The City of Tulsa is considering an alternative plan to pay for river development. A Tulsa City Councilor says the river can be developed without a tax increase, but supporters of the new river plan say that would delay it by years, and cost taxpayers much more. The News On 6's Emory Bryan reports the chair of the County Commission says that's why using Vision money to do river development won't work, it would delay the projects.

"We can develop the river without raising taxes," said Tulsa City Councilor John Eagleton.

Tulsa Councilor John Eagleton believes to pay for river development the county should extend the Vision Tax instead of raising the sales tax.

"And we will not hamstring our economy by taxing retail," Eagleton said.

The current river development plan is projected to cost $393 million. One hundred and eleven million dollars of that total has been pledged by private donors. Chet Cadieux of QuikTrip, one of the donors, said the offers of private money might not hold if the plan is delayed any longer.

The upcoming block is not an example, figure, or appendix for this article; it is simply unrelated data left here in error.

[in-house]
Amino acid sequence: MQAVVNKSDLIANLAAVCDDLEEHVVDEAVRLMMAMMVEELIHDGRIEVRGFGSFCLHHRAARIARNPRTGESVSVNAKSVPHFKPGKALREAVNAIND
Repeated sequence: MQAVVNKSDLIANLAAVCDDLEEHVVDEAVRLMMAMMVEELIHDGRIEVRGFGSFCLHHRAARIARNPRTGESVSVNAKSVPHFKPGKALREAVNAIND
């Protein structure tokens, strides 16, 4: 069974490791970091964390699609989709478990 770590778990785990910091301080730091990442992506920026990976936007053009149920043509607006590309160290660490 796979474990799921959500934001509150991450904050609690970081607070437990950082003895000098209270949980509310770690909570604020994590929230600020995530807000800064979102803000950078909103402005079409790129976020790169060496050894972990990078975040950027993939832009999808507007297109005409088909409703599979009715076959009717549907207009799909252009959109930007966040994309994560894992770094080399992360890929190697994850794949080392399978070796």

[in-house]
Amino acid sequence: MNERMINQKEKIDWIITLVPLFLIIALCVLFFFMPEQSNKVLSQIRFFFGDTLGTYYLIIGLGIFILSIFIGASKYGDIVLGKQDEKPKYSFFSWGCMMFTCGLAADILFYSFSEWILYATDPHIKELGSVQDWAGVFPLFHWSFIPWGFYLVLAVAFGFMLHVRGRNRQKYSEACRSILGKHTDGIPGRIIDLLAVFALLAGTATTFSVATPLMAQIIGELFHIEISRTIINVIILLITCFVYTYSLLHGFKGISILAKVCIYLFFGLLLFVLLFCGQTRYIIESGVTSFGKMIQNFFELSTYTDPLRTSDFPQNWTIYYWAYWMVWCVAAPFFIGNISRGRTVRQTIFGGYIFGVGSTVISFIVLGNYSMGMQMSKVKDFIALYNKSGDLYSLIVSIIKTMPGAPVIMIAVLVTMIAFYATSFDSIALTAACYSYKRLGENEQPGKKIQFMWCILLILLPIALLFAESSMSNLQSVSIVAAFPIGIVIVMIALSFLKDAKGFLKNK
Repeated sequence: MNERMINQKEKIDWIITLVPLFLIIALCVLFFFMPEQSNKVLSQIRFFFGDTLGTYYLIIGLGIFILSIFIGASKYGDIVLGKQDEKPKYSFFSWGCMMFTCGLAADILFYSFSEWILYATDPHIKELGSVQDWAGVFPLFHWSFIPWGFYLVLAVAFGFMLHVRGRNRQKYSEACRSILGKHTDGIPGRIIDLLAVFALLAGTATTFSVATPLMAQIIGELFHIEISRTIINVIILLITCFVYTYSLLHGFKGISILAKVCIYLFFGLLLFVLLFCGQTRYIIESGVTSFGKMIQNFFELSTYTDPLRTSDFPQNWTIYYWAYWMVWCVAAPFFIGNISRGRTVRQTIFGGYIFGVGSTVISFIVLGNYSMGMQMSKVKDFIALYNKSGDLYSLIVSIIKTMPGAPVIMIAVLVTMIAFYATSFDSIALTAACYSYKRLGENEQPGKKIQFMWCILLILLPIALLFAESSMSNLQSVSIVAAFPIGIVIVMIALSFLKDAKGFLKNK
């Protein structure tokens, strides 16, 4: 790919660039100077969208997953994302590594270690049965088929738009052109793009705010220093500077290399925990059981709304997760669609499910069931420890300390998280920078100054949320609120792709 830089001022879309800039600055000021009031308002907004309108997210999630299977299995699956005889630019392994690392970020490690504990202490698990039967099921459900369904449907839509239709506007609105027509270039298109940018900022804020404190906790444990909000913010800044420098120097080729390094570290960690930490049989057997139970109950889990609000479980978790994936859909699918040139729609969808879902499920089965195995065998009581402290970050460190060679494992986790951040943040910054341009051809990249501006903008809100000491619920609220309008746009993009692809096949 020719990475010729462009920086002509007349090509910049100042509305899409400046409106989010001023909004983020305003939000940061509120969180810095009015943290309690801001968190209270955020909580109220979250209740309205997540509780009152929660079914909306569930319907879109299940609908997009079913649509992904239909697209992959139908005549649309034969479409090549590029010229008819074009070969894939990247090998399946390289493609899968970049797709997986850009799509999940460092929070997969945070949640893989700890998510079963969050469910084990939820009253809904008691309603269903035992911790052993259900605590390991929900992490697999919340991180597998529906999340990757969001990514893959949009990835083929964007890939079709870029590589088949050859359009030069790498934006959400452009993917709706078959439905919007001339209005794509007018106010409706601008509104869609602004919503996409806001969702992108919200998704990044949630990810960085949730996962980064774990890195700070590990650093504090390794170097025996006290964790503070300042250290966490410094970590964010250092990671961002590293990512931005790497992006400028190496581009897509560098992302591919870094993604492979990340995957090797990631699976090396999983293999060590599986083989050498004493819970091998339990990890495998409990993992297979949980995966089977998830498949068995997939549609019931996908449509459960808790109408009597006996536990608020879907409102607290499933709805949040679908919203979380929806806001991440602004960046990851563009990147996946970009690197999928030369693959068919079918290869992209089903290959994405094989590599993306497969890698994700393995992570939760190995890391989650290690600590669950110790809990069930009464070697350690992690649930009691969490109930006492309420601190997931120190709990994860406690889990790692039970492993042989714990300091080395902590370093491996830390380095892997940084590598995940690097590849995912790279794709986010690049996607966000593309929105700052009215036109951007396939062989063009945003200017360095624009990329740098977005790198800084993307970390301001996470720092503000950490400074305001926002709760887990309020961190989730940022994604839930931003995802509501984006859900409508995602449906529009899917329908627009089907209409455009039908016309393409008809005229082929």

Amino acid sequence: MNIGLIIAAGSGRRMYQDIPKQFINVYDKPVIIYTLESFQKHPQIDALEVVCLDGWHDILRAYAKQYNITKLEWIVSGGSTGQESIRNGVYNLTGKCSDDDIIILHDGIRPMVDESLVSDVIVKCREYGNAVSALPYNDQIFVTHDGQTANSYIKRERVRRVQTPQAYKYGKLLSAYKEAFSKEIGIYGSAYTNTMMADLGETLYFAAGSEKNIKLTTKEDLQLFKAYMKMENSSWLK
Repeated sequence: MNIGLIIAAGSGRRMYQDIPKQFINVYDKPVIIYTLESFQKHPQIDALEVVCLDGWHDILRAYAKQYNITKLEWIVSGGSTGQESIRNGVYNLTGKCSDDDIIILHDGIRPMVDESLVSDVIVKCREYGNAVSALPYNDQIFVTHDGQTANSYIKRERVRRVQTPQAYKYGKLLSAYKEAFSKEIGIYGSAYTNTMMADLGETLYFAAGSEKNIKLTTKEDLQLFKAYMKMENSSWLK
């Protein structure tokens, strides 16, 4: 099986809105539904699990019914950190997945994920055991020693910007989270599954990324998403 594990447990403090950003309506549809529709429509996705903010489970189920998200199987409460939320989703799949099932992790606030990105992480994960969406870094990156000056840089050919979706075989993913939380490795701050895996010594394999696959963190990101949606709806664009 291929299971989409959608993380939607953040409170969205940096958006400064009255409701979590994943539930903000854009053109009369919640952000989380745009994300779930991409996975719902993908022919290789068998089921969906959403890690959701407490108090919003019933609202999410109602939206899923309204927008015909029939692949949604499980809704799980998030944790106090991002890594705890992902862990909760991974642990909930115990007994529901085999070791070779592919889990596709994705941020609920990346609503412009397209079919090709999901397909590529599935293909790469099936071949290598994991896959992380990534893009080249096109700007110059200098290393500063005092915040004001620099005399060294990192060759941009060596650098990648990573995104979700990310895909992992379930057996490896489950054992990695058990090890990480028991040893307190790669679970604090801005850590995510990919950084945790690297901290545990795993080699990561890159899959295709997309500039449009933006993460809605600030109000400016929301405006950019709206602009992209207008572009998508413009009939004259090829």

"It would be a real shame if we missed the opportunity to use $100 million of privately donated money to help pay for it, I would think the taxpayers would like a gift like that," said Chet Cadieux of QuikTrip.

Eagleton agrees with his critics that using Vision money would delay the start of river development, but says not by enough to make it worth adding to the sales tax rate.

County Commission Chair Randi Miller says adding to the sales tax is the most reliable and fastest way to finally execute the plans made for the river. If the river tax passes, she says construction, both public and private, would start within months.

"There has always been people who oppose it and come up with another plan, and that's why we never had anything done," said Tulsa County Commissioner Randi Miller. "This is the moment, the first time we've had $111 million in private funds, that won't be there in eight years."

Despite Eagleton's proposal the County Commissioners plan to call for a vote on the sales tax increase. They'll do that next week, with the vote planned for October.